This is something I do regularly now. It involves gathering material and thoughts on specific projects or topic areas, and keeping them together in one place. I often keep entirely separate journals for different projects. These are great when you are in the research stage of a project, allowing you to make detailed descriptions of settings, characters and so on. You can write about related news stories, or your own personal thoughts about the issues and themes at hand. When I start a big project, I also like to track my project progress in a journal. The things I am thinking and worrying about at different stages, the problems to resolve, what I feel is succeeding and isn’t. Currently for example,  I am journaling about the novel I am working on.


A completely different type of journaling, freewriting is entirely about self-expression: whatever comes out, unedited will come out. The best forms of freewriting, I’ve found, rarely involve going back and looking at what you’ve written ; writing perfect descriptive prose is not the purpose, although you may find the odd gem if you do go back and look. I often use freewriting as a “warm up” before starting my writing proper, with the purpose being to completely turn off my inner editor. The most common form is to write for a certain number of minutes (it could be on a topic, from a prompt, starting from a first line etc) without stopping, and without taking the pen off the page.

Morning Pages

A form of daily freewriting, as advocated by Julia Cameron in The Artists Way and a very similar idea by Dorothea Brande before her.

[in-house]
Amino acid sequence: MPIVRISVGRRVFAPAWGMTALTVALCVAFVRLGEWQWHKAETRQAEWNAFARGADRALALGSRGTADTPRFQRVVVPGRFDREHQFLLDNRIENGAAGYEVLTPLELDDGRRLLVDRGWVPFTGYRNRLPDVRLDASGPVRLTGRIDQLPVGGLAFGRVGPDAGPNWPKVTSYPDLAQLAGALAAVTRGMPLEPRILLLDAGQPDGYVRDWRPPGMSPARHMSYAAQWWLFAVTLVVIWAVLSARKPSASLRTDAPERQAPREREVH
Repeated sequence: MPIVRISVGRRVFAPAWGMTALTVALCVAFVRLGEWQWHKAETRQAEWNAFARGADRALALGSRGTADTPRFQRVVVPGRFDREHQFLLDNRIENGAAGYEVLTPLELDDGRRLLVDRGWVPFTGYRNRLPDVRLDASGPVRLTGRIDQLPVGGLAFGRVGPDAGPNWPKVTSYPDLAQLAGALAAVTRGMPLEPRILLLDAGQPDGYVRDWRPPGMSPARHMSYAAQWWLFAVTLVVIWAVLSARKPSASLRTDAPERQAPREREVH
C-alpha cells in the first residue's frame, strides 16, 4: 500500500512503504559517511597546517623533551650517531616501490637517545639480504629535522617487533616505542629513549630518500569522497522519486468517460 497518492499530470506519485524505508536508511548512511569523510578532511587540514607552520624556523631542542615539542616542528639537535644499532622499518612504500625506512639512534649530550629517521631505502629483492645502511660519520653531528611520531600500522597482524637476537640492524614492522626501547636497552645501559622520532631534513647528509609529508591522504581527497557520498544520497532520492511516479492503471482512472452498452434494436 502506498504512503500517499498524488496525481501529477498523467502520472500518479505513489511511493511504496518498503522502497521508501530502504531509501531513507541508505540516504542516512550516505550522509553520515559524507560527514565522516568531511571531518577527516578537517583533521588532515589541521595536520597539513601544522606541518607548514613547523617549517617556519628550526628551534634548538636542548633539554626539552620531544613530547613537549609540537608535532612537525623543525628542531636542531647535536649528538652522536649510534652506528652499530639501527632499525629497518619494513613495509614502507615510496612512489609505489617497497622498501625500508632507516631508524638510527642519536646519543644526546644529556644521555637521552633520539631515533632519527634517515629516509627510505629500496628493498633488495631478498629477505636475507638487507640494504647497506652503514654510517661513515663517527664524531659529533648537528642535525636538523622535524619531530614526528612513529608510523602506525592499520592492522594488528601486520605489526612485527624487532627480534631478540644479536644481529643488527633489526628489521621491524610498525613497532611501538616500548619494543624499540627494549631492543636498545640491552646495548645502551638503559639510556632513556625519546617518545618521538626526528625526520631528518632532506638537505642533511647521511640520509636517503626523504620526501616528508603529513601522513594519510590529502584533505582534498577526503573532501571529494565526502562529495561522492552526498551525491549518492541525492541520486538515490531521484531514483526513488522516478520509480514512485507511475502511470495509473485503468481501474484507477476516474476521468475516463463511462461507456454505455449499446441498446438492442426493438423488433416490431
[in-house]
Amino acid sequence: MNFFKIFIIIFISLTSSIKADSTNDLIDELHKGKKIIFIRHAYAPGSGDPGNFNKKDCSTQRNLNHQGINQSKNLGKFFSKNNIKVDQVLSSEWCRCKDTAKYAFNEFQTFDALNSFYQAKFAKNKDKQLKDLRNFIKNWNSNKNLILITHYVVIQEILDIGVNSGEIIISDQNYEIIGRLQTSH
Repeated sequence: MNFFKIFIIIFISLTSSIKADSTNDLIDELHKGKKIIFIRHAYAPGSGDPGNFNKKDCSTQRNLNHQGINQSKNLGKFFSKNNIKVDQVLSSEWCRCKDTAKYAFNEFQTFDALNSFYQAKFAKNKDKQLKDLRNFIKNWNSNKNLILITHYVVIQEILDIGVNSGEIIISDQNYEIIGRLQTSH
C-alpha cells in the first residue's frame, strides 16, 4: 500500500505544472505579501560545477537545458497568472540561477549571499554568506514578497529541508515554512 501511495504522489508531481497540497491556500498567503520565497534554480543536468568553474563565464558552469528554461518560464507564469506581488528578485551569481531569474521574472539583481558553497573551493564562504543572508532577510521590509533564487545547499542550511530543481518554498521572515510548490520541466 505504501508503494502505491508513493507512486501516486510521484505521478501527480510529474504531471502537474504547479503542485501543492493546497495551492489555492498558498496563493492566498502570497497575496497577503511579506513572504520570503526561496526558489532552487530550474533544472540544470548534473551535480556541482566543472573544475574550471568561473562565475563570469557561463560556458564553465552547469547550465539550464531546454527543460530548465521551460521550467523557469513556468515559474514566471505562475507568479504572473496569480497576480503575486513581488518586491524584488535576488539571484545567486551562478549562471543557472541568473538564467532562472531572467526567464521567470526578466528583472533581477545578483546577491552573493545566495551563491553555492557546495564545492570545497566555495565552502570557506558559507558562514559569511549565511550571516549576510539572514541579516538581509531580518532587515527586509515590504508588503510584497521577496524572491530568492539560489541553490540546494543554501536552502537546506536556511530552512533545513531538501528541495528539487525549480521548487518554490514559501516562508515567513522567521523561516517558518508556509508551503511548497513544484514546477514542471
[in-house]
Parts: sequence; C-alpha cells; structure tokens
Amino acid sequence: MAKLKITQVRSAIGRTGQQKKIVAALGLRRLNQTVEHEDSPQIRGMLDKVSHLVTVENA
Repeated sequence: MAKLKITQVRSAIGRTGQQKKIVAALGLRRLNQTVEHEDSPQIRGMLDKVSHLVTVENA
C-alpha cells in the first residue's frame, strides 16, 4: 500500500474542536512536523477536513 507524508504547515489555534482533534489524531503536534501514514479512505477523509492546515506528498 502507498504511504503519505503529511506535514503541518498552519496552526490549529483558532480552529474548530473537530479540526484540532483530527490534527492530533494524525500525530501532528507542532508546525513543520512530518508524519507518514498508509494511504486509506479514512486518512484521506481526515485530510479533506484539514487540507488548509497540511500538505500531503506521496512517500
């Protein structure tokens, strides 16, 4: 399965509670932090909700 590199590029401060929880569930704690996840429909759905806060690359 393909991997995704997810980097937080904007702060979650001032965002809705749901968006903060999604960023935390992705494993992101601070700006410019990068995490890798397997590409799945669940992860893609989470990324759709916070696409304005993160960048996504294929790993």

Essentially, it is three A4 pages of freewriting, to be done every morning as soon as you wake up, and it’s a central part of my creative practice. Again, you write without stopping, you write anything that comes into your head, and you don’t take your pen off the page until the three pages are done.. The purpose, again, is to completely turn off your inner editor and critic and reconnect you with your creativity. Which all sounds very woo, but I can honestly say that including regular morning pages in my daily practice substantially deepened and improved the quality of my work. I have about thirty notebooks now, all filled with my unreadable scrawl, most of which I’d never reread, but which I know are responsible for most of my writing successes so far.

It’s certainly a method I can highly recommend.

Freedom: The Best Writing Tool Ever!

Oh Freedom, I have found you again!

I was delighted to see how one particular service has upgraded since my ancient  laptop gave up the ghost and with it, aside from the laptop itself, one of the best writing productivity tools I have ever had. Even if it was, in the early days back when I first learned of its existence, a little basic.

So what was this miracle tool? What was I genuinely aghast to find had been removed from my desktop when I switched from my cranky old machine to my lovely sparkly new one?

Well, sometimes the simplest things really are the best. It is:

The ability to switch off my internet completely for fixed periods of time

Yup! And that’s what this Freedom app thing does. Crazy, no? And yes, “freedom” really is the right word for it. I’d almost forgotten what that felt like.

And alright, so you may be a whizz at self-mastery and able to focus like a pro for long stretches of time, but I, I’m afraid, with my little creative jump-about-everywhere brain that goes “ooh, look!” at anything that seems new and bright and shiny,  especially when I’m bored, am somewhat prone to distraction.

I find when I have major work to do, or I am slogging through a difficult draft, or my writing speed is about half a word a minute or fewer, there are a million ways I can find to do – well, just about anything else online. For example, I can:

  • Go and browse through threads full of crazy and less crazy people on Reddit
  • Go and browse through other forums and/or post and get into an argument
  • Read loads of writer’s blogs
  • Look at other people’s lovely Instagram or Pinterest pics.